Muslim Courts were in existence along the East Coast of Africa before the coming of the British colonialists in the latter part of the 19th century. The Kenya coastal strip was then part of the territories controlled by the Sultan of Zanzibar. The Chief Kadhi’s Court had jurisdiction throughout the Coastal Region and Kadhi’s Court’s had jurisdiction within a district only. These Courts were Muslim religious Courts and applied Islamic Law identical to that observed in the Courts of the Sultan of Zanzibar in all cases affecting the personal status of Muslims (Ghai & McAuslan). By an agreement made in 1887, the Sultan of Zanzibar granted concessions, subject to an agreed consideration, regarding his territories to the British East Africa Association (BEA) and later to the Imperial British East Africa Company. In 1895, an agreement was signed between Great Britain and the Sultan of Zanzibar which made the Kenya coastal strip a protectorate. The administration of the mainland and islands was entrusted to the Imperial Officers by the British Government. Moreover, the agreement was not to affect the Sultan’s Sovereignty in the territories. The British also agreed to respect the existing Islamic judicial system. When the British took over the administration of the coastal strip, they found an already existing administrative and judicial system in place. Within the administration, there was a special cadre of Arab administrative officers headed by the liwalis for the coast and assisted by mudirs. These officers also held subordinate Courts with jurisdiction in both civil and criminal cases. The Kadhis were magistrates specializing in questions of Islamic law in relation to inheritance, marriage, divorce and other personal matters. When the colonial administrators took over the protectorate, they to a large extent, retained the institutions of the Kadhis Courts and their jurisdiction, with certain limitations as to the scope of the application of Islamic law. e.g. removal of the exclusive jurisdiction of the Kadhi and the giving of parallel jurisdiction to the High Court under the Mohammedan Marriage, Divorce and Succession Ordinance of 1920.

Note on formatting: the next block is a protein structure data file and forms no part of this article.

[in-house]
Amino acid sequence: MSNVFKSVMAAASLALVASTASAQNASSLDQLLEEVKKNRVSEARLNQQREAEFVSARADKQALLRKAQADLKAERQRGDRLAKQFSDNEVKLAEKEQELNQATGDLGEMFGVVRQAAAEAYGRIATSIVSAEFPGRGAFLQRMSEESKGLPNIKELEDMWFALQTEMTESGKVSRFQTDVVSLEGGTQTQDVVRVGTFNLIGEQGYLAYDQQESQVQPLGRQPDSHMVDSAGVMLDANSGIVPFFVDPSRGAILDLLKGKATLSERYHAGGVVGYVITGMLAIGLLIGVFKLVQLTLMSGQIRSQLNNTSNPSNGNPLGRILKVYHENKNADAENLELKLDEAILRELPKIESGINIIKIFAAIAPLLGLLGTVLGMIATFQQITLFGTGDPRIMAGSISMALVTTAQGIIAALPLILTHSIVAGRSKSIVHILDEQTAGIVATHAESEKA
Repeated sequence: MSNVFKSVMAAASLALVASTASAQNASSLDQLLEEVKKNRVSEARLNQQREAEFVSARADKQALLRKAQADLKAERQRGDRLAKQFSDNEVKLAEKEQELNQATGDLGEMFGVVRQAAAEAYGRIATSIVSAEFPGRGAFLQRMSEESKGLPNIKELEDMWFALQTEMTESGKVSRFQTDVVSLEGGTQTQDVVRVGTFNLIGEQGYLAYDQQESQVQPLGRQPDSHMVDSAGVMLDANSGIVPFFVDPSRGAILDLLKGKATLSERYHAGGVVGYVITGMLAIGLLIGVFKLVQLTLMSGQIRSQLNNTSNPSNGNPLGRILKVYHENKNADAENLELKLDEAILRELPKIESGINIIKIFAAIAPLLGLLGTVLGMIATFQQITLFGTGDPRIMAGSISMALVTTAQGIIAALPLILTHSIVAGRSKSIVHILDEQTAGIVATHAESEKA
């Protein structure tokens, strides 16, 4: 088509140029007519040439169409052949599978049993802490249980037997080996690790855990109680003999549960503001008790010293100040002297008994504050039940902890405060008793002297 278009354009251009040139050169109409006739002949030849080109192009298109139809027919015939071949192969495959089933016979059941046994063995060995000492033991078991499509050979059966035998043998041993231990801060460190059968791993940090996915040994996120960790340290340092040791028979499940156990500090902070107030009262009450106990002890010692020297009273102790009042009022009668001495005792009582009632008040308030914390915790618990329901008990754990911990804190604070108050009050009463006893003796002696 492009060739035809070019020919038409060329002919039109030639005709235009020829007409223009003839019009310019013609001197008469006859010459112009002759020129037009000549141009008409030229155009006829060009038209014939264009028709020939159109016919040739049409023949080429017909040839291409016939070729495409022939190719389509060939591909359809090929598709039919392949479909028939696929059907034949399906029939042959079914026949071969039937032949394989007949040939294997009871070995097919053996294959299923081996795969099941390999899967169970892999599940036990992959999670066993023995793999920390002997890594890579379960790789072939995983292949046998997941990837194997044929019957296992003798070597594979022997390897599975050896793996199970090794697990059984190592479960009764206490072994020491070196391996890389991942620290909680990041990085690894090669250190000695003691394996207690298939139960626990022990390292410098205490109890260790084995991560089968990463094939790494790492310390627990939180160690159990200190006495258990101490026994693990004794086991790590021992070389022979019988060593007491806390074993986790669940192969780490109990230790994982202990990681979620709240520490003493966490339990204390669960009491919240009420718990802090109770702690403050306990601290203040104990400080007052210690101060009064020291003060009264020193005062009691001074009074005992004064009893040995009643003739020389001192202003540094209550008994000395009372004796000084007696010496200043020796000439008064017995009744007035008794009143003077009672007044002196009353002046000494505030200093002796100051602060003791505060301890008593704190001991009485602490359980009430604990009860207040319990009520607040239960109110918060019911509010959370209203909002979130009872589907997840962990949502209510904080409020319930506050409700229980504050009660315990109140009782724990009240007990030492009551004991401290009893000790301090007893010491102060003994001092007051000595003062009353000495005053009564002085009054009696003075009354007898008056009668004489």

The British Government administered the Protectorate and the Kenya Colony as a
two-in-one unit for administrative convenience. Before Kenya became independent and at the beginning of the Lancaster House constitutional talks, the British Government and the Sultan appointed a commissioner, James R. Robertson in September 1961 “to report to the Sultan of Zanzibar and Her Majesty’s Government jointly on the changes which are considered to be advisable in the 1895 Agreement relating to the coastal strip of Kenya as a result of the course of constitutional development of East Africa.” He visited the Kenya Colony, the coastal strip and Zanzibar to collect the views of all the stakeholders. Views were divided as to whether the coastal strip should be treated as a single entity with Kenya Colony, or whether it should be handed back to the Sultan of Zanzibar or it be treated as an independent entity and declared Independent.
In a report submitted to the British Government and the Sultan of Zanzibar entitled “The Kenya Coastal Strip – Report by the Commissioner” Mr. Robertson recommended that the coastal strip be incorporated into Kenya before self government and independence subject to certain safeguards being given to the coastal people which should be entrenched in the constitution. At page 29 of the report, the commissioner states as follows regarding Kadhi’s Courts: